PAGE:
Temperature dynamics in different body regions of decomposing vertebrate remains
Forensic Science International
The decomposition of vertebrates is controlled largely by external temperature, yet internal temperatures can also play an important role but are generally poorly documented. In this study, we compared continuous hourly temperature recordings from the mouth, under the head, right chest and right abdomen, and in the rectum of one refrigerated human and one fresh pig cadaver during 29 days of decomposition. Each cadaver differed in its internal starting temperature, thus providing two contrasting case studies for examining temperature dynamics among body regions. We used time-series analysis methods common to hydrology to reveal key differences in internal temperature dynamics. Within both cadavers, the chest region experienced the highest average temperatures, and the mouth experienced the highest maximum hourly temperature. Temperatures exceeded 30 °C inside the pig for between 40% (rectum) and 75% (chest) of the duration of the study, but for only 20% (rectum) and 35% (chest) of the time in the human. Our study provides evidence of the different thermal trajectories occurring in different body regions, and some similarities between two cadavers despite their different starting thermal conditions. These results improve our understanding of why decomposition occurs at different rates within the same cadaver, and that the location of blowfly larvae collections should be noted to improve estimates of the post-mortem interval.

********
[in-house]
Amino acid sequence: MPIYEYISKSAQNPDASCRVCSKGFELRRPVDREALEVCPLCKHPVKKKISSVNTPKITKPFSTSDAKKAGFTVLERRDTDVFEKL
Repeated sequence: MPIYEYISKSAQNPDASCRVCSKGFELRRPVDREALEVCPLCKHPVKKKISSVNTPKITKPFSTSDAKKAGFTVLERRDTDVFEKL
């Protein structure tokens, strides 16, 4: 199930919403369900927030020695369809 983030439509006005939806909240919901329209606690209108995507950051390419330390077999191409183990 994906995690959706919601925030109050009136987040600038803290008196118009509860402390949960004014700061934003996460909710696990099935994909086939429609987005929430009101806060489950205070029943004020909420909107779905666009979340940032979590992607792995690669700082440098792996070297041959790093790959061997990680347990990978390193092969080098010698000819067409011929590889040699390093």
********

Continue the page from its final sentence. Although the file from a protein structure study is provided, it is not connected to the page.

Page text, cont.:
Open Access Status
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Australian Research Council